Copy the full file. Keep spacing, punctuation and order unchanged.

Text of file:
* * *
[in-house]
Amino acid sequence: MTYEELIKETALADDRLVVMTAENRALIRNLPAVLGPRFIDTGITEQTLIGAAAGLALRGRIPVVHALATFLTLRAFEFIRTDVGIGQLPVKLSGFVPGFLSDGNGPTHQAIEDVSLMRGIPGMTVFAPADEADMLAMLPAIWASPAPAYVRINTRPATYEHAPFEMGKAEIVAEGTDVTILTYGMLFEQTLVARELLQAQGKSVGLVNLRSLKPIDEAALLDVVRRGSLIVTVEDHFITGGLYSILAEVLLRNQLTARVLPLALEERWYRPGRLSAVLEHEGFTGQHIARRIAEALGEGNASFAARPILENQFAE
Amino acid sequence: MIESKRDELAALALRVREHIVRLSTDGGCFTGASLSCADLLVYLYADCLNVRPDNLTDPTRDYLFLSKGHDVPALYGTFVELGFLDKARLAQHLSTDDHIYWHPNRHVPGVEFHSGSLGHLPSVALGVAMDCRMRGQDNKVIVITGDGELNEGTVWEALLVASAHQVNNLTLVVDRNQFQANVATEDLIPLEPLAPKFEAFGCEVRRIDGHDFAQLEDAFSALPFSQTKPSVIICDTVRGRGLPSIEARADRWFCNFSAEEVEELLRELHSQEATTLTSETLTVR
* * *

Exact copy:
[in-house]
Amino acid sequence: MTYEELIKETALADDRLVVMTAENRALIRNLPAVLGPRFIDTGITEQTLIGAAAGLALRGRIPVVHALATFLTLRAFEFIRTDVGIGQLPVKLSGFVPGFLSDGNGPTHQAIEDVSLMRGIPGMTVFAPADEADMLAMLPAIWASPAPAYVRINTRPATYEHAPFEMGKAEIVAEGTDVTILTYGMLFEQTLVARELLQAQGKSVGLVNLRSLKPIDEAALLDVVRRGSLIVTVEDHFITGGLYSILAEVLLRNQLTARVLPLALEERWYRPGRLSAVLEHEGFTGQHIARRIAEALGEGNASFAARPILENQFAE
Amino acid sequence: MIESKRDELAALALRVREHIVRLSTDGGCFTGASLSCADLLVYLYADCLNVRPDNLTDPTRDYLFLSKGHDVPALYGTFVELGFLDKARLAQHLSTDDHIYWHPNRHVPGVEFHSGSLGHLPSVALGVAMDCRMRGQDNKVIVITGDGELNEGTVWEALLVASAHQVNNLTLVVDRNQFQANVATEDLIPLEPLAPKFEAFGCEVRRIDGHDFAQLEDAFSALPFSQTKPSVIICDTVRGRGLPSIEARADRWFCNFSAEEVEELLRELHSQEATTLTSETLTVR